University of Leicester
Civil Safety and Security Unit
Name: Emmanuel Andres ARTUSA
Student Number: 139048615
Course: MSc in Risk, Crisis and Disaster Management
Essay Title: Can legalistic mechanisms such as “corporate liability” be effectively used to promote organisational safety? Use two specific cases to illustrate your argument.
Intake: Sept 2013
Submission Date: 09/12/2013
Word Count: 3.652
Tittle: Can legalistic mechanisms such as “corporate liability” be effectively used to promote organisational safety? Use two specific cases to illustrate your argument.
Since corporations became a key player in today´s economy, there have been many cases where the misconduct, wrongdoings or negligent acts of these corporations have caused major personal injury and even the loss of lives on a large scale - incidents which have involved their own employees, their clients and the communities where they operate. Such incidents have triggered debate among the public and jurists as to whether corporations as a whole should not be held criminally liable for the way in which they manage their risks and design their organisational safety as opposed to imposing liability solely on individuals within an organisation.
Relevant to this debate is the consideration of whether risk-management regimes should be more or less blame oriented. Those in favour of a blame oriented approach believe that imposing severe financial and legal liability for risk on corporate decision-makers would help to promote proactive and effective organizational safety in order to avoid such disasters (Hood & Jones, 1996: 46).
Following this approach, this paper will present the idea that the perception of potential liability, based on previous litigation, by an organisation´s top management team can influence the adoption of a positive safety culture, following a blame-oriented approach.
The essay will use and describe two case studies, from the UK and Canada respectively: the capsizing of the ferry Herald of Free Enterprise in Zeebrugge, Belgium in 1987 and the case of the collapse of a swing stage, leading to the death of four Metron Construction Inc. workers, in Toronto, Canada in 2009. They are significant because both represent the first time in the two countries that a company was sued for corporate manslaughter and criminal negligence, respectively.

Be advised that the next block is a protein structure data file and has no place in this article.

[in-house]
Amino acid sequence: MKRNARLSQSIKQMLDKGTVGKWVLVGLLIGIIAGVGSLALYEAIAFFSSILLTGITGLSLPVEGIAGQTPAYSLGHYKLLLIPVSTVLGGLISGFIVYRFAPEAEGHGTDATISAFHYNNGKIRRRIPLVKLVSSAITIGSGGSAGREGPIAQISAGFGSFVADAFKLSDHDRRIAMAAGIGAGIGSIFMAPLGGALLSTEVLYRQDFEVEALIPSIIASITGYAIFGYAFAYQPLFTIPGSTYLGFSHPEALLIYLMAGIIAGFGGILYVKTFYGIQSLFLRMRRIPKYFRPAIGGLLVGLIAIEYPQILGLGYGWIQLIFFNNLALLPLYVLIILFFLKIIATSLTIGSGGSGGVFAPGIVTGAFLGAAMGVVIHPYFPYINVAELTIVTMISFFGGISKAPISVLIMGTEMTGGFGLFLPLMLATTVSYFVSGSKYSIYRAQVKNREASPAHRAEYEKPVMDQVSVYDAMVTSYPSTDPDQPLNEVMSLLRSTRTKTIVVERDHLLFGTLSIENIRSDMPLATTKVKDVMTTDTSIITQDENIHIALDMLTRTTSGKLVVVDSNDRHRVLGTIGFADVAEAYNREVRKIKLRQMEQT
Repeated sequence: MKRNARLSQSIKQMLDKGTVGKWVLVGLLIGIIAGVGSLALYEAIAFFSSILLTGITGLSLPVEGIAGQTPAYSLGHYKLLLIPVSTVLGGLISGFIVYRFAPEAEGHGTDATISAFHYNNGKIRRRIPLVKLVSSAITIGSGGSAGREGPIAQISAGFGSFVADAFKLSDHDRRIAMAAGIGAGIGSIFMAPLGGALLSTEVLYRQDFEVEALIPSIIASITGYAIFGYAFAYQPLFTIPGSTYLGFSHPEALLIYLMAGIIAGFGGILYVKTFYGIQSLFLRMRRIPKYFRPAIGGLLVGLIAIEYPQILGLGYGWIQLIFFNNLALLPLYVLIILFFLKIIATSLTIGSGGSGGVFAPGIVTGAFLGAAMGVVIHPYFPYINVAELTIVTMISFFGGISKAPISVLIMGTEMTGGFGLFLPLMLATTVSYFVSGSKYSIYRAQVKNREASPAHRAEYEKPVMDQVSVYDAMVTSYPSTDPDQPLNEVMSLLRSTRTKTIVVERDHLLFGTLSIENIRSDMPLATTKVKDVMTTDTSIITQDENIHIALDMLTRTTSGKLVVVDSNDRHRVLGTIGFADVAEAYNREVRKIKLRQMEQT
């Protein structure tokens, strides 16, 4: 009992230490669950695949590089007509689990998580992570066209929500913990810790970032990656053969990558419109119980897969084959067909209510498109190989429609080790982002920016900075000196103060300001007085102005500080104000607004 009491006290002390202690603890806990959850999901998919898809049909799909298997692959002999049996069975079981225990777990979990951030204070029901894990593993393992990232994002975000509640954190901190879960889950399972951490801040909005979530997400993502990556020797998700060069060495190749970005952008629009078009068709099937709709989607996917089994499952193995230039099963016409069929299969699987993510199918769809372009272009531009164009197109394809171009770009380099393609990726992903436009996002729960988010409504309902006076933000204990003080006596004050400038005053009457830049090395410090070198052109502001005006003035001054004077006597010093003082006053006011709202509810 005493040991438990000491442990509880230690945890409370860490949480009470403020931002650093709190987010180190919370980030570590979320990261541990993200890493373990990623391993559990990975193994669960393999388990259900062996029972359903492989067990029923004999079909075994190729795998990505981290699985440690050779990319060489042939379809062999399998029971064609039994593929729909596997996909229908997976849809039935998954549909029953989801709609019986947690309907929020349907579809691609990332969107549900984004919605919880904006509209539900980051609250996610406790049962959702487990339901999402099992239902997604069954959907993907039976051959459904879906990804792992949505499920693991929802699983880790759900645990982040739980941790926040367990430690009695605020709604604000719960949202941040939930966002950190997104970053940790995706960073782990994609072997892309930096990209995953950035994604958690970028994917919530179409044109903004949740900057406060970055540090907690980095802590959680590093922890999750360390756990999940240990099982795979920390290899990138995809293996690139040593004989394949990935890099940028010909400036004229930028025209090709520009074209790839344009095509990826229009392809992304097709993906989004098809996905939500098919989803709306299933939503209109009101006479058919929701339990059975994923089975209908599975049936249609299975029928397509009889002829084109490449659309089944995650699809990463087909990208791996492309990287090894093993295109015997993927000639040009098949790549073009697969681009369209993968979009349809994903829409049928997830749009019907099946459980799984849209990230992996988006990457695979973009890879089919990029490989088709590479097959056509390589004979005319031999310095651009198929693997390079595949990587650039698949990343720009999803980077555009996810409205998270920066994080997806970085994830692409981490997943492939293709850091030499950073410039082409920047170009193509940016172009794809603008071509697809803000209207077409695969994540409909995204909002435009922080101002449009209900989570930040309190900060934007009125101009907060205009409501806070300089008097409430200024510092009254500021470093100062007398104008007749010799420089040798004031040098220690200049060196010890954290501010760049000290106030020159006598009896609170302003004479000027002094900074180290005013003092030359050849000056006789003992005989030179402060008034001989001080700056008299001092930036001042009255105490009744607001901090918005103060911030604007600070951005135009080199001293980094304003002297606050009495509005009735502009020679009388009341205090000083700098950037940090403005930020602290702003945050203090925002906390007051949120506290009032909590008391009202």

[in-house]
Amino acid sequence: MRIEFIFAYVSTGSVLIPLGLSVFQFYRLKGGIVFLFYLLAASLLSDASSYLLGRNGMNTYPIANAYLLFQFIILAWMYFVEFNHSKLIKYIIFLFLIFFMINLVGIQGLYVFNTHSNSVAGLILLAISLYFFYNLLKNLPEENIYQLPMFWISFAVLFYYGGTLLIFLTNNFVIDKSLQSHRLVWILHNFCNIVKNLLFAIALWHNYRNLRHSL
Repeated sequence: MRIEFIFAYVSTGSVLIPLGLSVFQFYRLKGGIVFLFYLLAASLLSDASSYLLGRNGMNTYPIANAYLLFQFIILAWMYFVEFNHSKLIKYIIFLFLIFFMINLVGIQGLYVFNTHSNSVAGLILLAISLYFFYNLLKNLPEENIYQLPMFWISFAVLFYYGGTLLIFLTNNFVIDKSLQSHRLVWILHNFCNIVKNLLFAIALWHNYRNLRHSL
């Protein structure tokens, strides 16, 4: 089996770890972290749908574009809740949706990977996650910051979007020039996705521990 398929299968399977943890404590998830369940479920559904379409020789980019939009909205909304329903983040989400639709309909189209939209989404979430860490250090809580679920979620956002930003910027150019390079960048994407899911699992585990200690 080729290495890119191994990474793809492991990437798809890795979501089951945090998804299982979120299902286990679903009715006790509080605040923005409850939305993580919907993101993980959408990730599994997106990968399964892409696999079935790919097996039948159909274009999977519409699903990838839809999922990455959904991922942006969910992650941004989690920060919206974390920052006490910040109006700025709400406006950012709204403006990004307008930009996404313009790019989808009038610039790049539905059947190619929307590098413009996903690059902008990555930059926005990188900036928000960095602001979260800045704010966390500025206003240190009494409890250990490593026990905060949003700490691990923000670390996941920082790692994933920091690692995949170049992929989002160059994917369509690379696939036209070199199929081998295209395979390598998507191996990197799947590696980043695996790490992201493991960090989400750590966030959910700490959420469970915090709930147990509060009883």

The essay concludes with the argument that both reforms in the UK and Canada have raised the concern among organisations and senior management that they could be charged for corporate manslaughter and criminal negligence, facing high financial penalties, and potentially custodial sentences (although this is considered rare), resulting in significant damage to their reputation and public image, or even facing insolvency if the financial penalty is high enough.
Key terminologies used in this essay include the following.
The paper will use the meaning of “corporate liability” according to an online dictionary namely Business Dictionary “the legal responsibility of a corporation for criminal actions, or the failure to act in some cases, committed by the company's employees”. Following this definition, it establishes that “If the actions were done for the benefit of the company, are a result of negligence or if they occurred due to a lack of responsible management by the company, the corporation can be prosecuted and punished”.
Central to understanding the term ‘safety culture’ is the meaning of each word respectively. The term safety is understood as “the state of being safe, exemption from hurt or injury, freedom from danger…the quality of being unlikely to cause hurt or injury; freedom from dangerousness; safeness..:” Shorter Oxford (1973, quoted in Institute of Lifelong Learning, 2011: 4-7) while culture can be seen as “a concept that describes the shared corporate values within an organisation which...
Bibliography: -Eversheds (2013) “Corporate manslaughter: where’s the proof?”, Health and Safety at work, April 5, Available online at
http://www.healthandsafetyatwork.com/hsw/corporate-manslaughter/wheres-the-proof; accessed 29 October, 2013
-Hood, C. and Jones, D. K. C. (1996) Accident and design. Contemporary debates in risk management, London, Routledge.
-Institute of Lifelong Learning (2008) Msc in Risk, Crisis and Disaster Management, Module I
-O’Loan, M. (2012)“Corporate Manslaughter: Half a million reasons to take action”. Cleaver Fulton Rankin. Available online at http://www.cfrlaw.co.uk/fs/doc/articles/corporate-manslaughter.pdf; accessed 1 November, 2013.
-Pidgeon, N. & O’Leary, M. (2000). Man-made disasters: why technology and organizations
-PLC UK Corporate, “Corporate Manslaughter and Corporate Homicide Act 2007: a quick guide”, PLC UK Law Department, Thompson Reuters, available online at http://uk.practicallaw.com/5-376-0311?source=relatedcontent#null; accessed 25 October, 2013.
-Schein, E. (1992) (3rd Ed), “Organizational Culture and Leadership”, San Francisco, Jossey Bass.
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-Wells, C. (1995) ´Criminal law, blame and risk: Corporate Manslaughter´ in Hood, C. and Jones, D. K. C. (1996) Accident and design. Contemporary debates in risk management, London, Routledge: 50-60.
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